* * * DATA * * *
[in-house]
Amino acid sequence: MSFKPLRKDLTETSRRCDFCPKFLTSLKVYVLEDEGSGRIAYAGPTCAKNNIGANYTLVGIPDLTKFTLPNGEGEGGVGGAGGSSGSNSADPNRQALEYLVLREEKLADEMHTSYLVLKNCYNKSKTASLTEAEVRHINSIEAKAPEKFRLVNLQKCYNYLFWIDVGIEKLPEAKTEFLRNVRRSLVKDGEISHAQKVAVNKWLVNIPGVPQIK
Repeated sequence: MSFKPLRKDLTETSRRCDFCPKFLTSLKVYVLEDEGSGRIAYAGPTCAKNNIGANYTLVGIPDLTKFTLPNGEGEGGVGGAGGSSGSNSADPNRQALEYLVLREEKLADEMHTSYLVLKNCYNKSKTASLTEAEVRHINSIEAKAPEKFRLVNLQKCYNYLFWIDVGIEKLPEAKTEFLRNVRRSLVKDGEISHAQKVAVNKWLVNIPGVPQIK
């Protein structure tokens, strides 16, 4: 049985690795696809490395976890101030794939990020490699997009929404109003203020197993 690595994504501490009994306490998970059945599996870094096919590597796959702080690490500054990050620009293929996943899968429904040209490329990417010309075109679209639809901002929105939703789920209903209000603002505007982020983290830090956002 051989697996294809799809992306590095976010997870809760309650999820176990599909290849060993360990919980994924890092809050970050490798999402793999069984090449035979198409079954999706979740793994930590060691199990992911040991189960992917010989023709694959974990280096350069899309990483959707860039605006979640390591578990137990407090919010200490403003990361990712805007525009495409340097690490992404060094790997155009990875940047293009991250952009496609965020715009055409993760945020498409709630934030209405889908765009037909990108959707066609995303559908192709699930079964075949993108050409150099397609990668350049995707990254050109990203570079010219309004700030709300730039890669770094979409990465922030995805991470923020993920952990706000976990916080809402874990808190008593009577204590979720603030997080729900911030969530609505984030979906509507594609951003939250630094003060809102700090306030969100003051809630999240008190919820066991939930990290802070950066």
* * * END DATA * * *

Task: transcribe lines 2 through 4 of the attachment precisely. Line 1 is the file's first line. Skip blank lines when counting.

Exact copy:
Amino acid sequence: MSFKPLRKDLTETSRRCDFCPKFLTSLKVYVLEDEGSGRIAYAGPTCAKNNIGANYTLVGIPDLTKFTLPNGEGEGGVGGAGGSSGSNSADPNRQALEYLVLREEKLADEMHTSYLVLKNCYNKSKTASLTEAEVRHINSIEAKAPEKFRLVNLQKCYNYLFWIDVGIEKLPEAKTEFLRNVRRSLVKDGEISHAQKVAVNKWLVNIPGVPQIK
Repeated sequence: MSFKPLRKDLTETSRRCDFCPKFLTSLKVYVLEDEGSGRIAYAGPTCAKNNIGANYTLVGIPDLTKFTLPNGEGEGGVGGAGGSSGSNSADPNRQALEYLVLREEKLADEMHTSYLVLKNCYNKSKTASLTEAEVRHINSIEAKAPEKFRLVNLQKCYNYLFWIDVGIEKLPEAKTEFLRNVRRSLVKDGEISHAQKVAVNKWLVNIPGVPQIK
């Protein structure tokens, strides 16, 4: 049985690795696809490395976890101030794939990020490699997009929404109003203020197993 690595994504501490009994306490998970059945599996870094096919590597796959702080690490500054990050620009293929996943899968429904040209490329990417010309075109679209639809901002929105939703789920209903209000603002505007982020983290830090956002 051989697996294809799809992306590095976010997870809760309650999820176990599909290849060993360990919980994924890092809050970050490798999402793999069984090449035979198409079954999706979740793994930590060691199990992911040991189960992917010989023709694959974990280096350069899309990483959707860039605006979640390591578990137990407090919010200490403003990361990712805007525009495409340097690490992404060094790997155009990875940047293009991250952009496609965020715009055409993760945020498409709630934030209405889908765009037909990108959707066609995303559908192709699930079964075949993108050409150099397609990668350049995707990254050109990203570079010219309004700030709300730039890669770094979409990465922030995805991470923020993920952990706000976990916080809402874990808190008593009577204590979720603030997080729900911030969530609505984030979906509507594609951003939250630094003060809102700090306030969100003051809630999240008190919820066991939930990290802070950066």